For Pioneering Pittsburgh Educator, It’s Full STEAM Ahead
Last week marked not only the start of a new school year for Shaun Tomaszewski, but the launch of three Pittsburgh Public Schools refashioned as STEAM academies—which he will oversee.
Last week marked not only the start of a new school year for Shaun Tomaszewski, but the launch of three Pittsburgh Public Schools refashioned as STEAM academies—which he will oversee as the district’s new STEAM coordinator. In a major shift away from single-subject curricula, teachers at the academies will focus on multi-disciplinary, project-based learning that boosts science, technology, engineering, arts, and math education.
Previously a science instructor in the Mt. Lebanon School District, Tomaszewski was hired last February and tasked with building the program from the ground up. Woolslair PreK-5 has been converted into a partial STEAM magnet school, and Lincoln PreK-5 and Schiller 6-8 are now STEAM-focused campuses. The schools have added lead STEAM teachers to their faculties and have new STEAM labs for projects. The three schools are part of a larger effort to emphasize STEAM learning district-wide.
As they transition, the three STEAM campuses are in good hands. A PhD student with a teaching background and love for learning, Tomaszewski is immersed in current pedagogies and loves to dig into science projects with kids.
But how does a 27-year-old, new to the district, get Pittsburgh’s veteran teachers to rework their approach to their jobs?
Empathy and attentiveness, in Tomaszewski’s case.
“I think it’s just being upfront and sincere with people,” he said. “Continuously pushing and at the same time supporting people. Shifting instructional practices is extremely difficult.” Middle and high school teachers, for example, have often spent years developing lesson plans in just one subject area, while elementary school teachers are more used to working across disciplines.
Teachers are working through these challenges together. Over the summer, Tomaszewski and STEAM school staff got together to develop project-based learning modules. The Schiller faculty for example, developed a cross-subject STEAM curriculum on the environment and human impact. In science classes, students there will learn about the natural and human causes of weather and climate, while social studies curricula will focus on economies of scale and resources.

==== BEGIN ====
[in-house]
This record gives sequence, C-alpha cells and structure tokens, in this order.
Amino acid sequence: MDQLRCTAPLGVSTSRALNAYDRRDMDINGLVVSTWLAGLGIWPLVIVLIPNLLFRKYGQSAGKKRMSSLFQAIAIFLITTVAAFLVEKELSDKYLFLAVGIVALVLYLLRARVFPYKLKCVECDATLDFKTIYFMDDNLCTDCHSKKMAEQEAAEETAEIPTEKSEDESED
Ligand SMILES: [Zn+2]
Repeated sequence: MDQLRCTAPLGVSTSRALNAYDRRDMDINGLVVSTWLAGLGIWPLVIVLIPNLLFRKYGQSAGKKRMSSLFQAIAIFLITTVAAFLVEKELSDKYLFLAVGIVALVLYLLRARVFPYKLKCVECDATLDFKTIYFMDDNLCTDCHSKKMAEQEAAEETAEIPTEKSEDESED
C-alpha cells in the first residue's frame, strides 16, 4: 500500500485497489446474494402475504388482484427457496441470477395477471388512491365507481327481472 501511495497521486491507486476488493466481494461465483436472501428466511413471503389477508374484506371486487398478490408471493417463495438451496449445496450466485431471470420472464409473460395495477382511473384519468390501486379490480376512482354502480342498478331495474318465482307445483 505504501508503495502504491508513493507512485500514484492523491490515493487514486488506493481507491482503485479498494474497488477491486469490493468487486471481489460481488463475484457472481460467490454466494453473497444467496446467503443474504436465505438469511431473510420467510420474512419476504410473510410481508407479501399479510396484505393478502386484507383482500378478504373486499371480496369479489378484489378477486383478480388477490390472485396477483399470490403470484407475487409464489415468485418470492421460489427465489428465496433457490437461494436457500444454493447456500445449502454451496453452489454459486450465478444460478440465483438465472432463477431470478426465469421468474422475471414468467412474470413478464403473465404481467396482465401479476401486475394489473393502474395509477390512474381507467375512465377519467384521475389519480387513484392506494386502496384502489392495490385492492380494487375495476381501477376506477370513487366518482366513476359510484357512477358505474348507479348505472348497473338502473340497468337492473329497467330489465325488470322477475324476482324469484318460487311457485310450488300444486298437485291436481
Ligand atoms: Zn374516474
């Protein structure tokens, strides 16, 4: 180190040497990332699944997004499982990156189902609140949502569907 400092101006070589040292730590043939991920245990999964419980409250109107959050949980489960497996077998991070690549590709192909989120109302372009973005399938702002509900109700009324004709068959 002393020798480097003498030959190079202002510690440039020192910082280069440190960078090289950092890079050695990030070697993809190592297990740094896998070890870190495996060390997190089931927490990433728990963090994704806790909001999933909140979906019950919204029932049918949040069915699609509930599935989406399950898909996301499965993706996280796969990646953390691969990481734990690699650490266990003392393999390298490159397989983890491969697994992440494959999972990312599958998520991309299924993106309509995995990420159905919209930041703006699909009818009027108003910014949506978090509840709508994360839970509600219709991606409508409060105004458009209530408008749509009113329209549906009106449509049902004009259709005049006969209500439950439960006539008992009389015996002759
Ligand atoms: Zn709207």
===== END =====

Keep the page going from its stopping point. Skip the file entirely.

Tomaszewski said the Pittsburgh Public Schools has a “necessary and ever-present focus on equity,” which he is working to keep front and center in developing the district’s STEAM programming. Brainstorming project-based learning modules, for example, was a great opportunity for the educators to embrace culturally relevant pedagogies.
“We really see the STEAM program as way to engage kids in learning,” Tomaszewski said. One simple way to make that happen is by using examples in daily instruction that make sense to and resonate with all students in the district, he said, especially for students of color or others from diverse cultural backgrounds.
That means choosing an engineering lesson that uses both the traditional Ancient Greek examples as well as African innovations, or a music class that highlights Asian composers and South American music theory.
While the STEAM schools are exciting new endeavors, Tomaszewski is quick to point out that they are also platforms for educational values that have been around for quite some time, among them experimentation, inquiry, and critical thinking.
The district is working to extend these opportunities for multi-disciplinary STEAM learning to the district’s other schools as well, in the form of $80,000 “mini-grants” for STEAM projects. The STEAM schools and related initiatives are supported by the school system, the Grable Foundation, and the Fund for Excellence.
Plans are in the works for a STEAM high school that could open as soon as next year. Meanwhile, Tomaszewski and his staff are taking it day by day, trying to leverage STEAM learning to foster environments where kids are comfortable experimenting and teachers are comfortable letting them.
Tomaszewksi sees one of his primary duties as “trying to get teachers to think about how they can facilitate students really persevering through difficult problems and not giving up at the first sign of failure.” It’s in the failure, he said, where there’s real opportunity for deep learning.